It’s easy to think of the ASP.NET AJAX framework primarily in terms of the server controls it provides. However, make sure that you don’t overlook the client script helper classes at your disposal. Many of them are very useful and surprisingly powerful.

In the next several posts, I’ll be examining these client side helper classes and hopefully giving you some ideas for more effectively using them.

In this first post, I’m going to take a closer look at $addHandler.

$addHandler’s functionality and syntax

$addHandler is a static, shortcut function for Sys.UI.DomEvent.addHandler. It allows you to attach a client side event handler to any DOM element on your page. You have probably seen it before, but might be surprised by how much power and flexibility it offers just under the surface.

Its syntax is as follows:

Sys.UI.DomEvent.addHandler(element, eventName, handler);

Element accepts a DOM element. This argument is most often provided by using $get() or getElementById(). However, any valid reference to a DOM element may be used.

EventName accepts a string specifying which event you want to handle. It expects a standard DOM event name with the “on” prefix removed. For example, use “click” to handle onclick and use “focus” to handle onfocus.

Handler accepts a reference to the JavaScript function that should be called for this event. On event, this handler function will be called with a single argument of type Sys.UI.DomEvent.

Example #1: That pesky enter key.

The enter key tends to bring considerable nuisance to ASP.NET forms. DefaultButton has helped ease that pain somewhat, but submitting the form isn’t always what the user wants to do when they press enter.

Instead of helping the user accidentally submit a half-completed form, we can easily use $addHandler to intercept the enter key and prevent the form submission altogether.

$addHandler($get('TextBox1'), 'keydown', TextBox1_KeyDown);
function TextBox1_KeyDown(evt) {
  // Check to see if it's the enter key that raised
  //  the keydown event.
  if (evt.charCode == Sys.UI.Key.enter) {
    // This prevents the form submission.
    // Focus the next TextBox instead, similar
    //  to the behavior expected from tab.

This calls the TextBox1_KeyDown client side function on every key press, as long as TextBox1 is focused. If the key press is the enter key, preventDefault() is called to prevent the form submission that would normally occur. Finally, the next form field is focused.

From the user’s point of view, the enter key functions just like the tab key.

Preferably, you would use more generic code for focusing the next form field and then add the same handler to all but the last form field. The code to do that is beyond the scope of this post, but is readily available via Google.

Example #2: I hit the tab key because I wanted a tab!

Something that has always annoyed me about most textarea input fields on websites is that the tab key switches focus to the next form fields, instead of inserting a tab character. In fact, even the textarea I’m using to write this very post has that infuriating behavior.

This is how you could use $addHandler to fix that:

$addHandler($get('MultiLineTextBox1'), 'keydown', TabExpander);
function TabExpander(evt) {
  // If a tab is received, then insert a tab character
  //  in the HTML element that raised the event.
  if (evt.charCode == {
    // Code here to insert a \t in, which is 
    //  long, messy, and omitted for brevity.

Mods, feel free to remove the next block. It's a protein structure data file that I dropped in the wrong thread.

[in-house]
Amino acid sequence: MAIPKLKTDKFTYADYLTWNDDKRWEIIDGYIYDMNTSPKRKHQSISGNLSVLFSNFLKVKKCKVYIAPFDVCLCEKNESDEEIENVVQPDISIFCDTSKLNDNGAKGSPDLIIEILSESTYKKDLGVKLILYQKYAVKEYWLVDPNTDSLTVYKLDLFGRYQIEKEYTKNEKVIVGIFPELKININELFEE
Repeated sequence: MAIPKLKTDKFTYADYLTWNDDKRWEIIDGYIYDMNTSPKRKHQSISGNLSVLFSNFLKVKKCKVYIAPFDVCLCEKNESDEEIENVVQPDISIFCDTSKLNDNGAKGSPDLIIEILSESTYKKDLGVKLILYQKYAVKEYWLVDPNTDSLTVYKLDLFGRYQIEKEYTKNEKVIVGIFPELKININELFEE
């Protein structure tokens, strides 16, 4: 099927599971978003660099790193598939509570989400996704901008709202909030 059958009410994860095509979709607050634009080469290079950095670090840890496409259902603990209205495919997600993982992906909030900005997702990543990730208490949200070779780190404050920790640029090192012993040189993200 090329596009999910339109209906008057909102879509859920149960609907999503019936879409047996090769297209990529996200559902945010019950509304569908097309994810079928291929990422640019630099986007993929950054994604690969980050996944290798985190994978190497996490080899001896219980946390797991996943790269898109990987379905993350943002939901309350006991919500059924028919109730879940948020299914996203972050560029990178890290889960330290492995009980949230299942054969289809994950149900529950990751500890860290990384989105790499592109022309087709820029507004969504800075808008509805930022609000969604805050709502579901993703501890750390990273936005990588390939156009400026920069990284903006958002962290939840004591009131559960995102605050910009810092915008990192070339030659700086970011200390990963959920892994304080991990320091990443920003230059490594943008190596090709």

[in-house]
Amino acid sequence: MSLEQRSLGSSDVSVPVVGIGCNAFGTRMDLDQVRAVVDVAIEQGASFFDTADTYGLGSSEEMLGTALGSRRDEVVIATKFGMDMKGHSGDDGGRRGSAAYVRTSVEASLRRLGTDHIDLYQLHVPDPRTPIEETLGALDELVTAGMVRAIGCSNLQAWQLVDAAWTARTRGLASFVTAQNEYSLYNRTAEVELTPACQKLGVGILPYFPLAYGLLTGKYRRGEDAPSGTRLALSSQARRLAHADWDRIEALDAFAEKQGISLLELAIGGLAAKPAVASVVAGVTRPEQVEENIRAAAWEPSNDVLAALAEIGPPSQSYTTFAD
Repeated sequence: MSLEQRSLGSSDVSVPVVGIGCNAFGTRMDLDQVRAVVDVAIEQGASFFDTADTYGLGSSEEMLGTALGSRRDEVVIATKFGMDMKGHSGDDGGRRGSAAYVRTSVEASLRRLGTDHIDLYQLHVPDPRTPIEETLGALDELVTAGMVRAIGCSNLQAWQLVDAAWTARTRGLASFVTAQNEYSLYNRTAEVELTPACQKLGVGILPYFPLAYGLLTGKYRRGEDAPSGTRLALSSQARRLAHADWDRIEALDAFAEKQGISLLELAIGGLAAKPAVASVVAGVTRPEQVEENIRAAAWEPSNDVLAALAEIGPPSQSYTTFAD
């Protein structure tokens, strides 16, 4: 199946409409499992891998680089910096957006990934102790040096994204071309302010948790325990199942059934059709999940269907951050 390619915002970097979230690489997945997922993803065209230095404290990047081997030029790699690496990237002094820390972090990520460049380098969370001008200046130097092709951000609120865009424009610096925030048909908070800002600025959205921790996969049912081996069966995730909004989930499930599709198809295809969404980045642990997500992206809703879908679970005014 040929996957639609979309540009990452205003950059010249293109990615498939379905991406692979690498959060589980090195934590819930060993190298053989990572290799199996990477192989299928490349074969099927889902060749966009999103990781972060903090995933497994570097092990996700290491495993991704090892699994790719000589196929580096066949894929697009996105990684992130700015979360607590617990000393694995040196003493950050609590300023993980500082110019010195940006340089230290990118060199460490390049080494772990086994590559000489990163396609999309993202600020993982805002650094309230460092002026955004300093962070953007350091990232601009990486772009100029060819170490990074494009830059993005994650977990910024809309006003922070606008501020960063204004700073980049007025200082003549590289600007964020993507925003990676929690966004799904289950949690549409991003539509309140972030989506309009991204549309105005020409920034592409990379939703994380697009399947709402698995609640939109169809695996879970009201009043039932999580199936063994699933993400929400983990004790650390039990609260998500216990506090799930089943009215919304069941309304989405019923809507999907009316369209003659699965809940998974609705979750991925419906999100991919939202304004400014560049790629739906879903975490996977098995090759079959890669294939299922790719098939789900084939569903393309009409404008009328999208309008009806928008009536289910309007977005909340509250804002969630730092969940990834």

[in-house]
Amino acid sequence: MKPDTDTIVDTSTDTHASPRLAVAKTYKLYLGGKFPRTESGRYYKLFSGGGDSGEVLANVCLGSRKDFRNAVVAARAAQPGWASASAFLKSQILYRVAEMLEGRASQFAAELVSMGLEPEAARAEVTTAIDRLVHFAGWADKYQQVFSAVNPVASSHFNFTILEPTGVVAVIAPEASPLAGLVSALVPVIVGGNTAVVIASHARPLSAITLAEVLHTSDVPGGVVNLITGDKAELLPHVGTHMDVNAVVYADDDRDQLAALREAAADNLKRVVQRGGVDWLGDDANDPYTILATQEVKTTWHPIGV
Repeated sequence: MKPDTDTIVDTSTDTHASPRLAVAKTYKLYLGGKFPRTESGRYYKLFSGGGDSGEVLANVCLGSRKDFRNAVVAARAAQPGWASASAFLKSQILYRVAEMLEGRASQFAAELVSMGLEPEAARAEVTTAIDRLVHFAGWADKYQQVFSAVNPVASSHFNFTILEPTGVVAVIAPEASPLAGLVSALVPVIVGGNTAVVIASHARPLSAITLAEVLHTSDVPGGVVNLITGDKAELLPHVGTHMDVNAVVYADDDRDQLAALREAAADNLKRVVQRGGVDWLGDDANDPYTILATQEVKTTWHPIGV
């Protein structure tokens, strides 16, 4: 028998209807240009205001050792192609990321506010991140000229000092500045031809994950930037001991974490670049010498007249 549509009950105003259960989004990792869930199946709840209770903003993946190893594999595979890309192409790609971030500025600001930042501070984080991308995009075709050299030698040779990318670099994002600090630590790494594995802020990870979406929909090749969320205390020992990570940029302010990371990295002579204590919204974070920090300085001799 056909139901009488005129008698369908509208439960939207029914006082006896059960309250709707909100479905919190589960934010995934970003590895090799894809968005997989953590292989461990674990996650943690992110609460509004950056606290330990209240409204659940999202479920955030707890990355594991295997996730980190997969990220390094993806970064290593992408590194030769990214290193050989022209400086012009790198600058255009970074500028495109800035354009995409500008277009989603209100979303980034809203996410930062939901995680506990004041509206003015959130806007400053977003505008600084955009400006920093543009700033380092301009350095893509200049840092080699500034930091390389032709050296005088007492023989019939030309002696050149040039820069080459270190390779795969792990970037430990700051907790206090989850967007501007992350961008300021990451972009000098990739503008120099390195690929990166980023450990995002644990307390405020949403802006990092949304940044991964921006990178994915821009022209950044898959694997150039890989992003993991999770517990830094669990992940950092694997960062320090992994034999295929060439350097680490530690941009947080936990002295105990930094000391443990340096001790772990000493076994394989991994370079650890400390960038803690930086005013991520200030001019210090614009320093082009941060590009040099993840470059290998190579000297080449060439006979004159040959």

Note the use of Sys.UI.Key in this and the previous example. Key is an enumeration of the ASCII key codes corresponding to various special keys, such as enter, ctrl, shift, delete, etc. Sys.UI.Key.enter evaluates to 13, to 9, and so on.

It’s a bit more typing, but I think the drastic readability improvement is well worth it. For a complete list of Key members, see the Sys.UI.Key documentation.

Example #3: Oops, does this thing have an undo button?

Any application with delete capability inevitably incurs all too many accidental deletions. Sure, you can use a confirmation dialog, but your average user is well conditioned to find the “ok” button and click it as quickly as possible.

How about requiring an unusual gesture to activate the delete function? For this example, let’s use ctrl + click. That’s pretty tough to do accidentally.

$addHandler($get('DeleteButton'), 'click', DeleteHandler);
function DeleteHandler(evt) {
  // If the ctrl key was being pressed when the
  //  the click happened, then proceed.
  if (evt.ctrlKey) = 'Deleting...';
  // Else, use preventDefault to abort the click
  //  and let the user know that they've failed.
  else {
    evt.preventDefault(); = 'No secret handshake, no delete.';
} provides a reference to the DOM object that raised the event. So, in the case of this button, using changes the button’s text. This flexibility opens up nearly unlimited potential for rich UI functionality, with relatively minimal work on our part.


Instead of learning to use $addHandler, you might consider wiring events up by using direct assignment (as seen in tutorials on many popular sites). However, it’s important to understand that doing so will overwrite existing handlers for that element/event combination. Do that throughout your code and you will quickly end up in a situation where debugging is tedious at best.

Additionally, the DomEvent class that $addHandler provides your handler function is a great tool. For example, its charCode property does a great job of abstracting cross-browser key code support. To do this by hand, you would need several more lines of code. It’s often the little things that make your code maintainable, and this is one of them.

If you’re already using ASP.NET AJAX anyway, I think using $addHandler for your client side event wireups is definitely a best practice.